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Pigeons Take the Subway & Other Animal Tales

Written by PETA | November 23, 2011

Sure, scientists in Dallas may have come up with an invisibility cloak, but octopuses and squid beat them to the punch. Masters of disguise, among the tricks up their tentacle sleeves is this one: They manipulate sacs of black pigment on their skin to either shroud them in darkness to match the water or reveal their transparent flesh so that light shines through, making others think that they aren’t there.

Millipedes are covert operators too. Certain species toss moss or other plants over their backs while they travel.

A biological anthropologist is confirming what many cat people already know—cats grieve over the loss of a loved one much like humans do. And much like humans, letting animals see (and, in a cat’s case, smell) the body of their deceased loved one can help give them “closure” and come to terms with the loss.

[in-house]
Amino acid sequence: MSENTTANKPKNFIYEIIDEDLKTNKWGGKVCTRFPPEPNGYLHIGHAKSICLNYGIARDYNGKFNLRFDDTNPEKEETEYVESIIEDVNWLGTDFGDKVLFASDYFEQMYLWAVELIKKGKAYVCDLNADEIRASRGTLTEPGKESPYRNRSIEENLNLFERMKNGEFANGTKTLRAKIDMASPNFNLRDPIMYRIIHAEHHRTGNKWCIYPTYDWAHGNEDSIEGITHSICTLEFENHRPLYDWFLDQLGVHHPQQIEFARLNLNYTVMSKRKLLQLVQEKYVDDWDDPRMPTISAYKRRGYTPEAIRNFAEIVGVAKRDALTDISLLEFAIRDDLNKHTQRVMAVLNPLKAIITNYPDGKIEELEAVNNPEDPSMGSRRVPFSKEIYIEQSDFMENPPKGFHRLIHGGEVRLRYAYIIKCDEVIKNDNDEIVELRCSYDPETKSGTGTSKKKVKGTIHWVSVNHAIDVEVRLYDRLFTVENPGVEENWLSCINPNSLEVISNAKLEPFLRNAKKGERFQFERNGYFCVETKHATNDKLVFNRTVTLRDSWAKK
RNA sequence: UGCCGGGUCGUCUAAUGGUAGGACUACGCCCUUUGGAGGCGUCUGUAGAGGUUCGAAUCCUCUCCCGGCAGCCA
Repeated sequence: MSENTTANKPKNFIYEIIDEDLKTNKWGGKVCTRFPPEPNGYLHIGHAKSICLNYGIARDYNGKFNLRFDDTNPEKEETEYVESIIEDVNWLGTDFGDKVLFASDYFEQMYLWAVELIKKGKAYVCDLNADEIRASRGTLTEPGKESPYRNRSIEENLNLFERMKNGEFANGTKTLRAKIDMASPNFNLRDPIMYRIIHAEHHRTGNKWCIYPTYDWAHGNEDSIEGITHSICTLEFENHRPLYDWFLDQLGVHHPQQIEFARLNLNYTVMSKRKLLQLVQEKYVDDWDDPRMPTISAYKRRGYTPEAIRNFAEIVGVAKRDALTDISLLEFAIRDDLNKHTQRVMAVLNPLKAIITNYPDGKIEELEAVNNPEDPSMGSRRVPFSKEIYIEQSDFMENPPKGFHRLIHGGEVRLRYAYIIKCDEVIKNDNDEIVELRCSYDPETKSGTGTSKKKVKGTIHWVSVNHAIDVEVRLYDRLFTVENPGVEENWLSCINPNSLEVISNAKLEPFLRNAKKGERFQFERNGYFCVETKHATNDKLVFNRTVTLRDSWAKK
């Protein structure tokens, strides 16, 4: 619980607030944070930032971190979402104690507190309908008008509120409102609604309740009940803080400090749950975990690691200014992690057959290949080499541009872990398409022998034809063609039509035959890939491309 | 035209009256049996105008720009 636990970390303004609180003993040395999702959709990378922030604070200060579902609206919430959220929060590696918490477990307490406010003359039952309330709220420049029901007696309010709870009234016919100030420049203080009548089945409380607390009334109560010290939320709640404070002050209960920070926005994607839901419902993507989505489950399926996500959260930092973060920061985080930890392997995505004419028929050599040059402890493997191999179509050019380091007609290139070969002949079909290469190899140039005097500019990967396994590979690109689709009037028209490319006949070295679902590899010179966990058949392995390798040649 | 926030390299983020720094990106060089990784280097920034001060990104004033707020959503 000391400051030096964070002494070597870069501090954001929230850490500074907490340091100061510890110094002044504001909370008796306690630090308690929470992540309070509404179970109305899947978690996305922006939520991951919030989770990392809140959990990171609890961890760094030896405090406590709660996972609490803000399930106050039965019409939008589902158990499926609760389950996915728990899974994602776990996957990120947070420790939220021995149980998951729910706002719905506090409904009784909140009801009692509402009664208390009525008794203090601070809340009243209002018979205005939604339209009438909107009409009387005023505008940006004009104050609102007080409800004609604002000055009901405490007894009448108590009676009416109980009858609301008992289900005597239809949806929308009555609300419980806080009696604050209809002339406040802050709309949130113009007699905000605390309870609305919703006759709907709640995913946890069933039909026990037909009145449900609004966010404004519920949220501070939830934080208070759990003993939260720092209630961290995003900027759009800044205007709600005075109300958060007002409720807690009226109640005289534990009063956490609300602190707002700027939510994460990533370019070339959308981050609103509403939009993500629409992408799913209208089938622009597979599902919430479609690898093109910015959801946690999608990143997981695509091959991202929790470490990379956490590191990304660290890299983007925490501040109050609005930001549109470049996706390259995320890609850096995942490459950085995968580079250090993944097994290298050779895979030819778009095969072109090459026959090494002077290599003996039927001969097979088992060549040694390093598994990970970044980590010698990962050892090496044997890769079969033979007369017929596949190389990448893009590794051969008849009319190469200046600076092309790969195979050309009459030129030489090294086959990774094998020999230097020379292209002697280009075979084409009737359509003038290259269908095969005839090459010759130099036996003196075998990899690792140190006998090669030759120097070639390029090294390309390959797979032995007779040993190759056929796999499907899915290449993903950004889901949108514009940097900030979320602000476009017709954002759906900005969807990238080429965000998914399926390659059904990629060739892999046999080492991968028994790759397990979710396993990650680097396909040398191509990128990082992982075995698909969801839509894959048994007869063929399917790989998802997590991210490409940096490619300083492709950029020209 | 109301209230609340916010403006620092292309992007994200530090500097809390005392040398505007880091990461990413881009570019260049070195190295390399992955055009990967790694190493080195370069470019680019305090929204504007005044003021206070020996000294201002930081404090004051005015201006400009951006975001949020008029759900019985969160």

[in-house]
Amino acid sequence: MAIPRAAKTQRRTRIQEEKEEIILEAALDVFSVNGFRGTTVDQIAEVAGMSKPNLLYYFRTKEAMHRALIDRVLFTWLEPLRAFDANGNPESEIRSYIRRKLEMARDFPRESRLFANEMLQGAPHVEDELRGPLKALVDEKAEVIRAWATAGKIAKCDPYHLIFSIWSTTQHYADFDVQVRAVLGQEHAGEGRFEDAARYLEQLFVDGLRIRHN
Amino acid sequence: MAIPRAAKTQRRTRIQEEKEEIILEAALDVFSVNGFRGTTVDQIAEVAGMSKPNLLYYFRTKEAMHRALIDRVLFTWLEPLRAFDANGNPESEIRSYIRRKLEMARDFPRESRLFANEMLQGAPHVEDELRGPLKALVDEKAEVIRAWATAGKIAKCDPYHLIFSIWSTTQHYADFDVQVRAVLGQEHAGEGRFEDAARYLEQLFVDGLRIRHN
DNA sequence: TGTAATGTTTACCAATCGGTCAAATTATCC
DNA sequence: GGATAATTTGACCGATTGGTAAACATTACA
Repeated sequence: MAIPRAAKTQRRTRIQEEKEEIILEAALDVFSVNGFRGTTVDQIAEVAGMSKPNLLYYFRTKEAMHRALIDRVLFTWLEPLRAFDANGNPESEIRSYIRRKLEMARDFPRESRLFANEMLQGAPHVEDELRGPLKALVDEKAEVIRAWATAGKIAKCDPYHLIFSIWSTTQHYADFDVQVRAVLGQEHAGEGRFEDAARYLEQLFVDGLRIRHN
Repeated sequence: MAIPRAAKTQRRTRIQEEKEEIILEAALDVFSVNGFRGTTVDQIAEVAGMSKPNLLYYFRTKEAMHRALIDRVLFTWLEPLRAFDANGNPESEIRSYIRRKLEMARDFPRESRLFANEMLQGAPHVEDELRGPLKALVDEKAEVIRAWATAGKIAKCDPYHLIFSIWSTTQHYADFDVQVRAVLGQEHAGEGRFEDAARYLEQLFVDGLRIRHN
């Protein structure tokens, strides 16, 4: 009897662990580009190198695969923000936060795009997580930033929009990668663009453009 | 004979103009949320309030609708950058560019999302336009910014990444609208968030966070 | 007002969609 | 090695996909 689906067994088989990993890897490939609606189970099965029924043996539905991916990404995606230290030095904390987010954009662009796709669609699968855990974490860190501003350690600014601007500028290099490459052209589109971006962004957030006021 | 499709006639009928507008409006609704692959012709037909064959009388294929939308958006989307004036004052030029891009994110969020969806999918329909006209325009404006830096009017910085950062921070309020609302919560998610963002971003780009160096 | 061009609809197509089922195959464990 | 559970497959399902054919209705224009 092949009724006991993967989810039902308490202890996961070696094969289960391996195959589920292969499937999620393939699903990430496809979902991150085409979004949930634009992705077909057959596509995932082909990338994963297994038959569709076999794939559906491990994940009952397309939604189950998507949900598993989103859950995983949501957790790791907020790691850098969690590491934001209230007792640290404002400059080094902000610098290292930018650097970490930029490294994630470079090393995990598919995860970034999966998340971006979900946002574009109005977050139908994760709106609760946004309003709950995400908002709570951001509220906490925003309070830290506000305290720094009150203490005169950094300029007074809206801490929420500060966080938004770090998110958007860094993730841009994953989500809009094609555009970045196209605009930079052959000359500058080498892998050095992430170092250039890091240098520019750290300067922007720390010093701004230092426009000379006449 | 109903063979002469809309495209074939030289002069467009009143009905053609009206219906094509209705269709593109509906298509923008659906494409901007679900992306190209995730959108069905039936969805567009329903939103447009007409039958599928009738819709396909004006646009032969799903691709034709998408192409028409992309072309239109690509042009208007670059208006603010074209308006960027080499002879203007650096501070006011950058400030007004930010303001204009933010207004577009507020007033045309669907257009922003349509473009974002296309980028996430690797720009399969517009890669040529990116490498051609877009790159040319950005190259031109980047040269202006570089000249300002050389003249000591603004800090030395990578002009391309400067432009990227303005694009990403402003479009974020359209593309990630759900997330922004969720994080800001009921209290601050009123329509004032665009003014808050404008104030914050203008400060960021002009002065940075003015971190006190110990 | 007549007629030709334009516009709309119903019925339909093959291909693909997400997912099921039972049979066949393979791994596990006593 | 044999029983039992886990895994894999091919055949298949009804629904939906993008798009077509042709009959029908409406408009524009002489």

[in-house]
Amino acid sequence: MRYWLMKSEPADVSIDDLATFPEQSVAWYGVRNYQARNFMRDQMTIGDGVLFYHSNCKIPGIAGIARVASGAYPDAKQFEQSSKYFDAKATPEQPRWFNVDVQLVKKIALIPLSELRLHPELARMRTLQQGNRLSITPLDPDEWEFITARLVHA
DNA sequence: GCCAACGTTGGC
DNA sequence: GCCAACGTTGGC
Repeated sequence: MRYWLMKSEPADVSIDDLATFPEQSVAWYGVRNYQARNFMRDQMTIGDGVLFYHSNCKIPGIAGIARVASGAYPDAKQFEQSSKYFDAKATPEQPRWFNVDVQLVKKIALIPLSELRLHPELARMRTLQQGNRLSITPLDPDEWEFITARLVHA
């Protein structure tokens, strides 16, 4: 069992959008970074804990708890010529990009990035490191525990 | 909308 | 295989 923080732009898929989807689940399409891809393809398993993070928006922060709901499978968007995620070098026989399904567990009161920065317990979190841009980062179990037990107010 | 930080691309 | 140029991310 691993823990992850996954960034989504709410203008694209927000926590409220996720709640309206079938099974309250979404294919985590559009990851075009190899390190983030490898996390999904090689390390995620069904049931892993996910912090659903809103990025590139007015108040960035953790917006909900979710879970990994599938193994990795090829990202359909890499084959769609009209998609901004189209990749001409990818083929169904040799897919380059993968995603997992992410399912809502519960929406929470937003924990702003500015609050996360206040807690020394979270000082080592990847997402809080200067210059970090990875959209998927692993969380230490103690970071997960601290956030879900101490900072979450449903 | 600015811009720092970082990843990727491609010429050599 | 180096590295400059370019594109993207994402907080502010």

ravi khemka |
cc by 2.0

Why do the leg- (or wing-) work when you can ride? In Stockholm, Sweden, a flock of pigeons has begun taking the subway for its daily trips to a crowded shopping center where the animals like to forage for food. Pigeons have been doing the same thing on the London Underground for years!

This dog takes care of business. After a southwest Ohio couple adopted a dog from an animal shelter, it took only six hours for him to return the favor. The aptly named Hercules chased a burglar from the couple’s basement, biting him on the ankle for good measure.

Speaking of canine good deeds—Titan, a beloved dog from Lawrenceville, Georgia, became the first canine recipient of the Neighbor of the Year Award after he got help for his guardian when she suffered from a brain aneurysm and fell, fracturing her skull.

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